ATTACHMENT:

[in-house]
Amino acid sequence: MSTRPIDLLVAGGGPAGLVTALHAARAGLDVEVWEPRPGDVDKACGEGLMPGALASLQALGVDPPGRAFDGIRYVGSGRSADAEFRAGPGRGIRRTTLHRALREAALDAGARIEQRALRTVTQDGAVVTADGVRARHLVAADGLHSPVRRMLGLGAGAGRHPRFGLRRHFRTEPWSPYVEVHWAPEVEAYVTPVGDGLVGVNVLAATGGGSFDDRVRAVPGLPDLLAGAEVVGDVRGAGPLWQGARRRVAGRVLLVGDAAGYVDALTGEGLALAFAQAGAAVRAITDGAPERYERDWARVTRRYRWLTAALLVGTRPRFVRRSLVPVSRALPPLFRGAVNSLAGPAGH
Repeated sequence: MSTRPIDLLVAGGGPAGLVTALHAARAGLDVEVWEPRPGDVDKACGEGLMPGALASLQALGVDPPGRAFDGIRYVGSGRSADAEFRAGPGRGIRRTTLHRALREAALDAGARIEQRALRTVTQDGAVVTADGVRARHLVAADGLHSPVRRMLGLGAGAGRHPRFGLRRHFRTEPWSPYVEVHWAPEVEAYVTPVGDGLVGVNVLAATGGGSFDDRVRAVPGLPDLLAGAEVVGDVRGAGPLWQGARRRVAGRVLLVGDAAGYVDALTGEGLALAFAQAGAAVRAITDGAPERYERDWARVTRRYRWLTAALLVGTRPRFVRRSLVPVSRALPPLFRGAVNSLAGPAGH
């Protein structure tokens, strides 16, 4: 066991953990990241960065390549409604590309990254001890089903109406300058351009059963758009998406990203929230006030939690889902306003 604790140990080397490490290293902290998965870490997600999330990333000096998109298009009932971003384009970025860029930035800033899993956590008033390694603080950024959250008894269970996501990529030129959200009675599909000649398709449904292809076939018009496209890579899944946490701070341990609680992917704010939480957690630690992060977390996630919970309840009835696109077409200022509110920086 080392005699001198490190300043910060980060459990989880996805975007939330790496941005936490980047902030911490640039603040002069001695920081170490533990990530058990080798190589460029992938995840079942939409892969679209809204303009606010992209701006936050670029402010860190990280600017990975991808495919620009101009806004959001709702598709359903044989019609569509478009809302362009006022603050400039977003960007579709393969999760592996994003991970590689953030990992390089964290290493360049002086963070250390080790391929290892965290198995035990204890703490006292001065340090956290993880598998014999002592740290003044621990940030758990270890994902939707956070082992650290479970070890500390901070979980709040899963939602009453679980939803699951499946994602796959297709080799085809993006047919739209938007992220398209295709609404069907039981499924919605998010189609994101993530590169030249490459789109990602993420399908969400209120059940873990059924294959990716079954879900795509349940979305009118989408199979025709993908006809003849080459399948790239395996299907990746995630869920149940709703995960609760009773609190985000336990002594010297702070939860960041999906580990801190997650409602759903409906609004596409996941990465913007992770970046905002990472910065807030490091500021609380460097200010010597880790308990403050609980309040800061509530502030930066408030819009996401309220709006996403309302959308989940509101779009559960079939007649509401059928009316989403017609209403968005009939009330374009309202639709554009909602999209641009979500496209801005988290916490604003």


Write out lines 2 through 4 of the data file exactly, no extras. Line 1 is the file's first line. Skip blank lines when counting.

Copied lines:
Amino acid sequence: MSTRPIDLLVAGGGPAGLVTALHAARAGLDVEVWEPRPGDVDKACGEGLMPGALASLQALGVDPPGRAFDGIRYVGSGRSADAEFRAGPGRGIRRTTLHRALREAALDAGARIEQRALRTVTQDGAVVTADGVRARHLVAADGLHSPVRRMLGLGAGAGRHPRFGLRRHFRTEPWSPYVEVHWAPEVEAYVTPVGDGLVGVNVLAATGGGSFDDRVRAVPGLPDLLAGAEVVGDVRGAGPLWQGARRRVAGRVLLVGDAAGYVDALTGEGLALAFAQAGAAVRAITDGAPERYERDWARVTRRYRWLTAALLVGTRPRFVRRSLVPVSRALPPLFRGAVNSLAGPAGH
Repeated sequence: MSTRPIDLLVAGGGPAGLVTALHAARAGLDVEVWEPRPGDVDKACGEGLMPGALASLQALGVDPPGRAFDGIRYVGSGRSADAEFRAGPGRGIRRTTLHRALREAALDAGARIEQRALRTVTQDGAVVTADGVRARHLVAADGLHSPVRRMLGLGAGAGRHPRFGLRRHFRTEPWSPYVEVHWAPEVEAYVTPVGDGLVGVNVLAATGGGSFDDRVRAVPGLPDLLAGAEVVGDVRGAGPLWQGARRRVAGRVLLVGDAAGYVDALTGEGLALAFAQAGAAVRAITDGAPERYERDWARVTRRYRWLTAALLVGTRPRFVRRSLVPVSRALPPLFRGAVNSLAGPAGH
């Protein structure tokens, strides 16, 4: 066991953990990241960065390549409604590309990254001890089903109406300058351009059963758009998406990203929230006030939690889902306003 604790140990080397490490290293902290998965870490997600999330990333000096998109298009009932971003384009970025860029930035800033899993956590008033390694603080950024959250008894269970996501990529030129959200009675599909000649398709449904292809076939018009496209890579899944946490701070341990609680992917704010939480957690630690992060977390996630919970309840009835696109077409200022509110920086 080392005699001198490190300043910060980060459990989880996805975007939330790496941005936490980047902030911490640039603040002069001695920081170490533990990530058990080798190589460029992938995840079942939409892969679209809204303009606010992209701006936050670029402010860190990280600017990975991808495919620009101009806004959001709702598709359903044989019609569509478009809302362009006022603050400039977003960007579709393969999760592996994003991970590689953030990992390089964290290493360049002086963070250390080790391929290892965290198995035990204890703490006292001065340090956290993880598998014999002592740290003044621990940030758990270890994902939707956070082992650290479970070890500390901070979980709040899963939602009453679980939803699951499946994602796959297709080799085809993006047919739209938007992220398209295709609404069907039981499924919605998010189609994101993530590169030249490459789109990602993420399908969400209120059940873990059924294959990716079954879900795509349940979305009118989408199979025709993908006809003849080459399948790239395996299907990746995630869920149940709703995960609760009773609190985000336990002594010297702070939860960041999906580990801190997650409602759903409906609004596409996941990465913007992770970046905002990472910065807030490091500021609380460097200010010597880790308990403050609980309040800061509530502030930066408030819009996401309220709006996403309302959308989940509101779009559960079939007649509401059928009316989403017609209403968005009939009330374009309202639709554009909602999209641009979500496209801005988290916490604003």